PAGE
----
Networking, in person or online, is a challenge

By Cindy Macdonald

A well-developed personal brand is necessary in business today. It is vital to keep professionalism in mind at all times when posting digital content, because anyone can Google your name, at any time. When the person you’ve just met at an industry gathering looks you up, what will they find?

I have decided to pursue work in digital media as well as print, so I have expanded my self-description to be “editor and content creator.” This phrase now appears on my resume, my bio for Twitter and my LinkedIn profile.

Labelling my skills is the first step in developing my personal network online.

Having been in and out of the publishing field for a few years now, LinkedIn is one of the obvious tools for me to keep in touch with peers. I have 204 connections on LinkedIn and belong to six groups related to industries I’ve covered for various publications, one “magazine” group, and Editors Canada. The groups are resources that I have not yet mined, as I’ve been focused on working toward my social media certificate.

Image by Wokandapix from Pixabay

One deterrent to participating in online groups, such as LinkedIn’s magazine group, is fear. I fear that any comments or posts I make would not contribute anything useful to the conversation. My specialty of trade magazines, particularly trade magazines in Canada, is a niche, and I worry that my experiences would be different than those of editors on other types of magazines. I’m uncertain my input would be valued since it applies to a rather narrow segment. When I’m looking for a job, I emphasize my many years of experience in magazines, but to actually put my own opinion out there is a little frightening.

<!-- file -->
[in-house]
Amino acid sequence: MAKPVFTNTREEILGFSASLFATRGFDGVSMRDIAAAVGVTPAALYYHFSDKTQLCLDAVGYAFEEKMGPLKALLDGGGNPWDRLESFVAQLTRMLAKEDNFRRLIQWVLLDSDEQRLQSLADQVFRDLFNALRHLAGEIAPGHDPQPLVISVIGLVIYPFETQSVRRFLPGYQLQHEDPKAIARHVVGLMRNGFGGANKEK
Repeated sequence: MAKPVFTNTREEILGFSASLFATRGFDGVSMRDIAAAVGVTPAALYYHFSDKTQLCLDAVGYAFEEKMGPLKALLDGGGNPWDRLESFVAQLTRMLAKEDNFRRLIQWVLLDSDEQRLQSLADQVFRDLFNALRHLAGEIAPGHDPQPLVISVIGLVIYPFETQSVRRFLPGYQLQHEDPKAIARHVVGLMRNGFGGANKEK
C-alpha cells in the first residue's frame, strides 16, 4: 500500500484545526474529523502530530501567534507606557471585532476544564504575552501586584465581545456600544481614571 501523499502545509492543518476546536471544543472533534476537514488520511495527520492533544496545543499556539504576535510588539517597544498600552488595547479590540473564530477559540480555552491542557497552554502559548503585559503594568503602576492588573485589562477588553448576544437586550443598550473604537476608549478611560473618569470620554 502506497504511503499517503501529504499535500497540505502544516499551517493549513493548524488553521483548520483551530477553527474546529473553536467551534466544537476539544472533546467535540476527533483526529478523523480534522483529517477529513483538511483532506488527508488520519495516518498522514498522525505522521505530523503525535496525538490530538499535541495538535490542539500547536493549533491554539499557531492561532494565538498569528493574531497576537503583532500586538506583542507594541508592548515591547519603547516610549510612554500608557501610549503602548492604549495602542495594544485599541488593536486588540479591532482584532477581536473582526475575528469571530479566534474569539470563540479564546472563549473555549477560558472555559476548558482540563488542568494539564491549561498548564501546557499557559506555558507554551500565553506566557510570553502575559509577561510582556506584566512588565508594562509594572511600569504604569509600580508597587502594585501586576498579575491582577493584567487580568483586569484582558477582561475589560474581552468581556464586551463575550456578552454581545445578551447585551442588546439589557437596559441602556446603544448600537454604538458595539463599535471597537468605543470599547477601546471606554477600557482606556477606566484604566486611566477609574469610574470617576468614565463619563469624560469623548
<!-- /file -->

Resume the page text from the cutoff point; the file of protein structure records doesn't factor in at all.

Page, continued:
The solution is to begin reading the posts of this group and read the responses. I’m sure there are threads and discussions to which I could contribute. I would plan to start small and pick my subjects carefully.

Social media also presents an opportunity to boost the work of friends and colleagues by engaging in conversation, perhaps contributing interesting questions to their posts or timelines. It’s a way of supporting their businesses or ventures and building a two-way relationship. Now that I’ve moved to a rural area, I intend to network with local businesses, to offer my expertise in communications and social media. To meet these businesspeople, I’m joining local Facebook groups, and hope to attend local business association or chamber of commerce meetings. Face-to-face meetings are difficult to implement right now, due to COVID-19 restrictions, so it is doubly important that my online personal brand shows that I am a knowledgeable, experienced editor of print and digital magazines, with up-to-date social media skills.

About me: After more than 25 years as an editor of trade publications, I’m now learning social media techniques. I’ll be writing about news, communication, social media and travel as I go through this career transition. Please join me on Twitter, Facebook, LinkedIn or my blog, and we’ll chat.

2 thoughts on “Networking, in person or online, is a challenge

  1. As someone with social anxiety, I have found that online networking is far easier and much less intimidating for me then in person networking.
    .
    as for joining conversations, generally it’s best to just jump in. it’s better to have people with different experiences and expertise commenting on something and helping each other see something from every possible angle then it is to leave a few people with the same experiences and expertise sharing the same stagnant thought wile everyone else watches from the side lines.
    so be brave, add a comment, and see what you inspire.

  2. Excellent point about having people with different experiences chime in. I hadn’t thought of it that way. Thanks for the encouragement.
    C.

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